The health secretary has ordered a meeting with a primary care trust which will not provide a woman suffering from breast cancer with the drug Herceptin.
Ms Barber said she is being "left to die"
North Stoke Primary Care Trust (PCT) told Elaine Barber it was not convinced the drug was safe or cost-effective.
Health Secretary Patricia Hewitt said that this ruling conflicts with decisions made by other Trusts.
Ms Barber, 41, from Staffordshire, will now take the PCT to the High Court - the case should be heard within a week.
Last month ministers said all women with early stage breast cancer would be tested to see if the drug would help.
Ms Hewitt said she was "very concerned" by the trust's decision not to give the drug to the mother-of-four on the NHS.
She added: "I have urgently asked the PCT to show the Department the evidence they have used as the basis of their decision not to fund Herceptin.
"On the basis of the published evidence other PCTs have agreed to fund Herceptin for individual women with early stage breast cancer whose clinicians recommend that the drug is suitable for them providing they are aware of the potential risks.
"We have already arranged an urgent meeting with the PCT and SHA later this week to discuss their approach to funding Herceptin.
"A fortnight ago I made it clear that PCTs should not refuse to fund Herceptin solely on the grounds of its cost."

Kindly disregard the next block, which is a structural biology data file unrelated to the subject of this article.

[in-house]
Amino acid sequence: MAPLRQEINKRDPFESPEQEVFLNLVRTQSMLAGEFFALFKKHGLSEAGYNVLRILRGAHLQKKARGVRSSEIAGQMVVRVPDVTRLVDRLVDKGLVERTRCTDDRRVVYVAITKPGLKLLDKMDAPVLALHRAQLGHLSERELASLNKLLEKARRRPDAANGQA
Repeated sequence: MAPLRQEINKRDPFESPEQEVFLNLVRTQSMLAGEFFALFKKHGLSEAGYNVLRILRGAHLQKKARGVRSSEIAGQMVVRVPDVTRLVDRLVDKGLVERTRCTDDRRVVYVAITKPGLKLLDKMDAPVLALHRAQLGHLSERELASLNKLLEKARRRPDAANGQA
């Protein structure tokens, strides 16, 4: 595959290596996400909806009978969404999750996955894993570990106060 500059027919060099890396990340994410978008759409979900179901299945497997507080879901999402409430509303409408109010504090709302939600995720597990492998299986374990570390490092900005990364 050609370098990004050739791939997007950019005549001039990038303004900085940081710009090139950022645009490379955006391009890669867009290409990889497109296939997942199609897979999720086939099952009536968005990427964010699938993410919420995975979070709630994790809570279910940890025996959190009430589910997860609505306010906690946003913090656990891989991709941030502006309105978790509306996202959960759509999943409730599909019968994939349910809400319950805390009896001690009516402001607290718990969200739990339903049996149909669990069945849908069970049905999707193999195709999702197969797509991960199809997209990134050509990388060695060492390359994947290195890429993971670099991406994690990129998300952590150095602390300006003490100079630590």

A statement from the trust said: "The PCT has reviewed in detail the published evidence of the clinical effectiveness of Herceptin in early breast cancer and recognises that this has the potential to be a significant advance in treatment.
"At this stage however the evidence of this as a cost-effective use of the finite health resources available for North Stoke patients is not confirmed.
"It would therefore be premature to agree to introduce it as a routine treatment.
"To do so could seriously affect the availability of care to other patients, including those with other cancers."
Mother-of-four Ms Barber said she is being "left to die" after losing her appeal.
She added: "Is it safer to give me the drug or safer not to give it to me - and let me die? I know which option I prefer to take.
"I need this drug to help me survive - without it I will die."
The drug, which can cost £20,000 a year for a course of treatment, is currently licensed only for use in women with advanced breast cancer.
An application to extend the drug's licence to cover other suitable breast cancer patients will be submitted next February.
PCTs can currently fund Herceptin treatment for women with early stage breast cancer, if they so wish.
Research has shown Herceptin can reduce the risk of tumours returning in women with early stage breast cancer.